Composite Electrode for High Performance Ultracapacitors and Batteries

N. Brambilla, J. Cooley
Nanoramic Laboratories,
United States

Keywords: nanocomposite electrode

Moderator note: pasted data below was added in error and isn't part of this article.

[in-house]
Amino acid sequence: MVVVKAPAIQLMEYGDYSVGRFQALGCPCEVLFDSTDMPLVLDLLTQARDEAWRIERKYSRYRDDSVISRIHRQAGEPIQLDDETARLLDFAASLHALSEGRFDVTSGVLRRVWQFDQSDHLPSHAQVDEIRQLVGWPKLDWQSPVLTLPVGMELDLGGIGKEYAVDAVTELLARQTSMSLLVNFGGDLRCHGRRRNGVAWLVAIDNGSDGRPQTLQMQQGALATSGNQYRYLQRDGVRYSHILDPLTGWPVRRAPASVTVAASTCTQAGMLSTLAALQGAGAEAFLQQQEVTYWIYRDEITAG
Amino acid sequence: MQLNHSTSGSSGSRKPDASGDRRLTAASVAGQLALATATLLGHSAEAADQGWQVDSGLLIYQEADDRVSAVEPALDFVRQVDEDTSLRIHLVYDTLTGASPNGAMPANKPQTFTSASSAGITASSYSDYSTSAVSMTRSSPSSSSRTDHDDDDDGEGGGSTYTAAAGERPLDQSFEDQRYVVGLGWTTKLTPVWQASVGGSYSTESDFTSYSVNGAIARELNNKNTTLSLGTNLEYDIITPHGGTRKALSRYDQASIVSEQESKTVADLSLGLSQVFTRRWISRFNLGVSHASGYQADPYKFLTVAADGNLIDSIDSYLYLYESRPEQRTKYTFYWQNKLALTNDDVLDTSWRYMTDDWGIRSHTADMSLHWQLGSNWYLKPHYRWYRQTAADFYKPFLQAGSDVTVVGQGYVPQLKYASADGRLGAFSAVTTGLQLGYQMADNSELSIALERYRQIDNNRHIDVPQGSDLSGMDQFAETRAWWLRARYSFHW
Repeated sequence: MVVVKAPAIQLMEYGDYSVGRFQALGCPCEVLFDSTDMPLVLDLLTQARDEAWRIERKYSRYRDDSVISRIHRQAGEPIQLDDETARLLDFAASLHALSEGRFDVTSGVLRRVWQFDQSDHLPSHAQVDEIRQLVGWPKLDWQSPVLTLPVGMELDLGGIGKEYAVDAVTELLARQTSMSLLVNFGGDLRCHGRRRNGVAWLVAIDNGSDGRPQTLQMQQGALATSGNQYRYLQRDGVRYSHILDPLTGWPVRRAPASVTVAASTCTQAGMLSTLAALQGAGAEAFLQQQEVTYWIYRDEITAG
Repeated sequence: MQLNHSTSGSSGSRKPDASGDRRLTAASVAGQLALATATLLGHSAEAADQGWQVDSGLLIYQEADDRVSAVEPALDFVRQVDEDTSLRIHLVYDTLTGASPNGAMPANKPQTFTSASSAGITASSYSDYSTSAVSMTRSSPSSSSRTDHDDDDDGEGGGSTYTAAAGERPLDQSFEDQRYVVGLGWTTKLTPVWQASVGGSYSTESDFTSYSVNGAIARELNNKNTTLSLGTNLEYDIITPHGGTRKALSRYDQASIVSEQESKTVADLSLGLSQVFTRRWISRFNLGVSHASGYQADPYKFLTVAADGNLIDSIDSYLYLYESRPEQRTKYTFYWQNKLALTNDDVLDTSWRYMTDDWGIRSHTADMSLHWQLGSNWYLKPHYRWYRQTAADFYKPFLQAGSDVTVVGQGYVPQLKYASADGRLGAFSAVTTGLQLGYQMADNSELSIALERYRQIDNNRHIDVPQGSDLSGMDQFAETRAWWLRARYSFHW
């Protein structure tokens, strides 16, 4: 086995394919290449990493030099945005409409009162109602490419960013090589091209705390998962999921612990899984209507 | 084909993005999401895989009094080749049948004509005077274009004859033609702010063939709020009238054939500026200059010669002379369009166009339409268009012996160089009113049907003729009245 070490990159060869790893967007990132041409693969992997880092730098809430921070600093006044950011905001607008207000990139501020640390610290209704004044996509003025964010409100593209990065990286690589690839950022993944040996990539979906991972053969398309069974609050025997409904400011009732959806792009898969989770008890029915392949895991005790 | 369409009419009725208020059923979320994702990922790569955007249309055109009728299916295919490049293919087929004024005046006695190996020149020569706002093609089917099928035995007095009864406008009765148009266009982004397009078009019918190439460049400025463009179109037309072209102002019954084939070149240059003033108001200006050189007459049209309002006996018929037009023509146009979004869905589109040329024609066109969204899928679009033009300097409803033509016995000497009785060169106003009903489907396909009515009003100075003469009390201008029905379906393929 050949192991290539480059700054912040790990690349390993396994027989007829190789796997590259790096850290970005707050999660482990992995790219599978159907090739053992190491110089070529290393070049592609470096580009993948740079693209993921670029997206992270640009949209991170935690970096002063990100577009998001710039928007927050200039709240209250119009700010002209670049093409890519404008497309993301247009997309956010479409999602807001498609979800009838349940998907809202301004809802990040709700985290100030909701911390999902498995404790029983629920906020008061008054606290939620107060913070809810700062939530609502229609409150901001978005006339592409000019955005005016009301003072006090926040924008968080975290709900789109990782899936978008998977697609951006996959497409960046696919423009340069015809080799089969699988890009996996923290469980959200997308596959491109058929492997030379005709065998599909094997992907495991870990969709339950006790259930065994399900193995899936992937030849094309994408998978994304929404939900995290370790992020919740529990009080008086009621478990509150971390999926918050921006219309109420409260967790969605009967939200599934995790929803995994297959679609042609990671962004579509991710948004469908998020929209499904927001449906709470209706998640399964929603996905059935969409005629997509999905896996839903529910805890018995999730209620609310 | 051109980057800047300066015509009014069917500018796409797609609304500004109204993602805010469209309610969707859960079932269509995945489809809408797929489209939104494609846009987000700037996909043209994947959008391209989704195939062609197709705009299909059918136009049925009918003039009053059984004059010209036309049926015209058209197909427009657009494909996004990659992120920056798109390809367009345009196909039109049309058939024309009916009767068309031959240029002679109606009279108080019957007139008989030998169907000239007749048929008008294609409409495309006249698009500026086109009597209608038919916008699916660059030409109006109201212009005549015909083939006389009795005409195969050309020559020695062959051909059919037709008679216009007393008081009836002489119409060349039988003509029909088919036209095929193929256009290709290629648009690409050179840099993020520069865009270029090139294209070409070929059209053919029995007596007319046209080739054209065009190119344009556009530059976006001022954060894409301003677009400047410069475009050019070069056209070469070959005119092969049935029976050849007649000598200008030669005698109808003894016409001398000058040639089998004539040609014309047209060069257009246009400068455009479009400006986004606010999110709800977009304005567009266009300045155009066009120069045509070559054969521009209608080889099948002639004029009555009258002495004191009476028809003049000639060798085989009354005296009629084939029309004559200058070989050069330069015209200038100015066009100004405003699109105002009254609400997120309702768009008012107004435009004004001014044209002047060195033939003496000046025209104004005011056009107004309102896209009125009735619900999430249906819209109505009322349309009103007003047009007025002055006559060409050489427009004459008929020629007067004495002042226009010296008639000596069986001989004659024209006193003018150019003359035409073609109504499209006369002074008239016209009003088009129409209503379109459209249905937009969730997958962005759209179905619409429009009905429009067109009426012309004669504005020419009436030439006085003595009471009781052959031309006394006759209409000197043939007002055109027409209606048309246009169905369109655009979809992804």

Energy storage electrodes are often limited in their electrochemical stability and electrical performance by polymer binders used in the active material. These binders also adhere the active material to the current collector. Binders are usually polymeric resins used in electrodes to mechanically hold active material powders together. Active materials may be activated carbons, in the case of EDLCs, or graphite and lithium oxides, in the case of li-ion batteries. The binders are a passive component in energy storage electrodes and they carry limitations in terms of thermal stability and chemical stability. Capacitance and ESR suffer because inactive binder material takes up space within the electrode material. Meanwhile lifetime at temperature and voltage can suffer as the binder material interacts with the internal electrochemical system of the energy storage device. Additionally, the electrode’s thermal stability can be limited by both the electrochemical activity and phase transitions of the binder material. For instance, commonly used polymer binders may melt at application temperatures in harsh environment end-use applications or harsh manufacturing processes like solder reflow. Performance envelopes of energy storage systems using conventional electrodes in particularly high power applications may be limited by the thermal stability of the binder as well. Internal heat dissipation in those applications can be a serious concern when combined with ambient temperatures, especially in space-constrained environments or in applications where thermal management is at a premium. Nanoramic has developed an alternate solution - a binderless electrode platform technology that effectively replaces polymer binders and primers with various forms and methods exploiting mechanical and electrical properties of carbon nanotubes(1). Carbon nanotubes provide an electrically conductive network that can host active material powders used in energy storage devices. Results have been demonstrated for both EDLC electrodes and Li-ion Cathodes. Nanoramic electrodes have significantly lower ESR, thanks to the highly conductive carbon nanotube network, while also retaining or improving specific capacitance. Lifetime at high temperature is also significantly improved, because of the increased thermal and chemical stability of the binderless electrodes. Eliminating thermal stability limitations in the electrode is at least one key thermal concern in the overall energy storage system design. With a significantly lower ohmic resistance and also an adaptable morphology, there is a secondary opportunity to co-design the binderless electrode with more auspicious electrolyte systems, e.g. those with an advantageous combination of thermal and electrochemical stability, and conductivity. These considerations can ultimately broaden available design spaces for energy storage systems with far-reaching implications for safety, cost and performance. Common wound cell format EDLC products have been demonstrated with a cell-level ESR reduction of about 50%. Direct mechanical tests of the electrode itself have demonstrated thermal stability to at least 200°C. Cell-level tests using the electrode in an 8 x 11 x 2.3mm SMD format have demonstrated suitable performance under repeated JDEC standard reflow profiles to 260°C. References: 1. Brambilla, N. et al., "Composite Electrode." International Pat. Pub. No. WO/2018/102652 published June 7, 2018.